Bucks Diary

Wednesday, July 19, 2006

Villanueva's defense: as bad as advertised


Bucks PF Charlie Villanueva was finally introduced to the local media yesterday (why the delay?). Now somebody better introduce him to the concept of defense.

Villanueva's defense last season was awful. It was worse when he played small forward, but it can rightfully be described as putrid when he played power forward as well.

When playing the power forward slot, Villanueva allowed the opposing players he guarded to shoot a combined effective FG% of 55.9%. Compare that to the opponent eFG of 47.9% allowed by Bucks PF Andrew Bogut. Very bad.

I haven't done an extensive survey of power forwards league-wide, but a sampling (along with common sense) shows that Villanueva was one of the poorest defenders in the Association at the 4 spot last season.

However, his poor defensive numbers may have been exaggerated by his situation. Consider that Toronto starting PF Chris Bosh's defensive statistics are nearly as horrible, as he allowed opponents to shoot an eFG% of 54.7% when he played the 4.

So perhaps it was a generally poor attitude throughout the Toronto organization that led to Villanueva's awful defensive statistics. That could be, but if I were the Bucks I would be concerned about the team's overall lack of defense. It is alarming, to say the least, as I will illustrate in a future post.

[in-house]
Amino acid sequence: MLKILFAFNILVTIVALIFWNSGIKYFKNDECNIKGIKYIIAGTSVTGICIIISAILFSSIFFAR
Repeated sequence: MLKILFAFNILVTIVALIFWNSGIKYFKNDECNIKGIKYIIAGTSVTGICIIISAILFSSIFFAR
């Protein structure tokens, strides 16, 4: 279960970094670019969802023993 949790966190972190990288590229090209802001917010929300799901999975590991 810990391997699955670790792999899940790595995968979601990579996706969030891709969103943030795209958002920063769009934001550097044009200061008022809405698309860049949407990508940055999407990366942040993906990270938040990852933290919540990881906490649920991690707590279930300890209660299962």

5 Comments:

At July 19, 2006 at 10:45 AM, Anonymous Sam said...

Toronto played one of the fastest paces in the league last year, and they want to get faster this year, hence the T.J. trade. Generally, rookies' play terrible defense their first year, and then get progressively better, and I imagine it was even worse for Villanueva having to play out of position and having to run up and down the court on the break for 82 games, after playing only 30-some games a year in college.

-Sam
bucks.mostvaluablenetwork.com

 
At July 19, 2006 at 1:56 PM, Blogger Sky Hook said...

Yeah, I think you're right. Toronto's overall team defensive eFG was a hideous 53%, so maybe he just got caught up in the tidal wave of indifference.

As far as rookies and defense, though, Bogut was playing out of position and his defense was, statistically speaking, not bad.

Generally speaking, if you are going to be defensively effective, you are going to put up at least a decent account of yourself, whether you're a rookie or a veteran.

Defense is mostly just effort and understanding. The latter is why so many of the early entrants are so bad. No one ever taught them the principles of defense. Did you ever see LeBron James drift around an just follow the ball on defense? Its kind of funny.

 
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